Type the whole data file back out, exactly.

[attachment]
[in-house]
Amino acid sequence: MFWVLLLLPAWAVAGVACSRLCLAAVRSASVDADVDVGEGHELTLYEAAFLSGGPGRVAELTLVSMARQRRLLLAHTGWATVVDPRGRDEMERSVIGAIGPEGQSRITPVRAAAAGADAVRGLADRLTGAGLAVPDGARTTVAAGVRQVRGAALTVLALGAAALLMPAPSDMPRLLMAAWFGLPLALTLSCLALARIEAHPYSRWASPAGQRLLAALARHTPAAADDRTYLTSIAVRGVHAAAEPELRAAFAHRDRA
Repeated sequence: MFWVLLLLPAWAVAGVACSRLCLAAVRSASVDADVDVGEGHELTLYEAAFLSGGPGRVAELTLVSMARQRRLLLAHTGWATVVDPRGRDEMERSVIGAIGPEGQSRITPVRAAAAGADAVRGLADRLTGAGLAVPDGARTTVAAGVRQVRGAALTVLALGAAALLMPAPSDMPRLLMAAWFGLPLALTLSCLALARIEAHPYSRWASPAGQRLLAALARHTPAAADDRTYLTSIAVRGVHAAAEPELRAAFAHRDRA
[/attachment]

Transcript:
[in-house]
Amino acid sequence: MFWVLLLLPAWAVAGVACSRLCLAAVRSASVDADVDVGEGHELTLYEAAFLSGGPGRVAELTLVSMARQRRLLLAHTGWATVVDPRGRDEMERSVIGAIGPEGQSRITPVRAAAAGADAVRGLADRLTGAGLAVPDGARTTVAAGVRQVRGAALTVLALGAAALLMPAPSDMPRLLMAAWFGLPLALTLSCLALARIEAHPYSRWASPAGQRLLAALARHTPAAADDRTYLTSIAVRGVHAAAEPELRAAFAHRDRA
Repeated sequence: MFWVLLLLPAWAVAGVACSRLCLAAVRSASVDADVDVGEGHELTLYEAAFLSGGPGRVAELTLVSMARQRRLLLAHTGWATVVDPRGRDEMERSVIGAIGPEGQSRITPVRAAAAGADAVRGLADRLTGAGLAVPDGARTTVAAGVRQVRGAALTVLALGAAALLMPAPSDMPRLLMAAWFGLPLALTLSCLALARIEAHPYSRWASPAGQRLLAALARHTPAAADDRTYLTSIAVRGVHAAAEPELRAAFAHRDRA